Compartment acidification is required for efficient sorting of proteins to the vacuole in Saccharomyces cerevisiae

Daniel J. Klionsky*, Hannah Nelson, Nathan Nelson

*Corresponding author for this work

Research output: Contribution to journalArticlepeer-review

73 Scopus citations


The vacuole of the yeast Saccharomyces cerevisiae contains a proton-translocating ATPase that acidifies the vacuolar lumen and generates a pH gradient across the vacuole membrane. We have investigated the role of compartment acidification of the vacuolar system in the sorting of vacuolar proteins. Strains with chromosomal disruptions of the genes encoding the A, B, or c subunit of the vacuolar ATPase are unable to acidify their vacuoles. These vat mutant strains accumulate and secrete precursor forms of the soluble vacuolar hydrolases carboxypeptidase Y and proteinase A. The kinetics of secretion suggests that missorting occurs in the Golgi complex or in post-Golgi vesicles. The presence of mature forms of the vacuolar proteins within the cell indicates that vat mutations do not cause defects in zymogen processing. Precursor forms of the membrane-associated vacuolar hydrolase alkaline phosphatase are also accumulated in vat mutant cells but to a lesser extent, suggesting that sorting of vacuolar membrane proteins is less sensitive to changes in the lumenal pH. A similar type of missorting defect can be induced in wild-type cells at pH 7.5. These results indicate that acidification of the vacuolar system is important for efficient sorting of proteins to the vacuole.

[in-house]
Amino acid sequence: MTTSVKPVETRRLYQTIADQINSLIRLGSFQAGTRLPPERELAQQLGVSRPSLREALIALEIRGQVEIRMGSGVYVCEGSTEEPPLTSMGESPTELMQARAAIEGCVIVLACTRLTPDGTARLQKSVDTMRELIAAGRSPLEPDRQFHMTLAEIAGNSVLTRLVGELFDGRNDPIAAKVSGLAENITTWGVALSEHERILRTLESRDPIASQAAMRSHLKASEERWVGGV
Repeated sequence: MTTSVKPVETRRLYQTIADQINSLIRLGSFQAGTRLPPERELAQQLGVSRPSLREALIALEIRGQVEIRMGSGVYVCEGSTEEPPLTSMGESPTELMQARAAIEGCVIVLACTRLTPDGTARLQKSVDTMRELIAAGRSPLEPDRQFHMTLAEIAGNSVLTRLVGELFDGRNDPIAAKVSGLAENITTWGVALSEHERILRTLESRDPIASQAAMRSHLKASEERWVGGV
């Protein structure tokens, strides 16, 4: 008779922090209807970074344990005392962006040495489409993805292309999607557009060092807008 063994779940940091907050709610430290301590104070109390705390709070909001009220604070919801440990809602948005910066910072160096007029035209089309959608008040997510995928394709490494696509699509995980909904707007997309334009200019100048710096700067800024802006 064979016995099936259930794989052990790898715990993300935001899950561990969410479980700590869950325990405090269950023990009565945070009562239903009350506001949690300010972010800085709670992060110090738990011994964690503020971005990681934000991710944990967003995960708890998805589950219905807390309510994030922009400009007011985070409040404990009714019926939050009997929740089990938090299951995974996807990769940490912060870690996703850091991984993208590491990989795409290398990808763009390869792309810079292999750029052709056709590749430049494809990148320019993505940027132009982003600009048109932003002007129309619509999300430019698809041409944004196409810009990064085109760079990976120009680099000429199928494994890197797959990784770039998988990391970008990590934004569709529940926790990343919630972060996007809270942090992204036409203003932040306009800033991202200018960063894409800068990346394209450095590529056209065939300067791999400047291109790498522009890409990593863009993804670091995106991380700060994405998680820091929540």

Original languageEnglish
Pages (from-to)3416-3422
Number of pages7
JournalJournal of Biological Chemistry
Issue number5
StatePublished - 15 Feb 1992
Externally publishedYes


FundersFunder number
National Institute of Diabetes and Digestive and Kidney DiseasesR01DK043684


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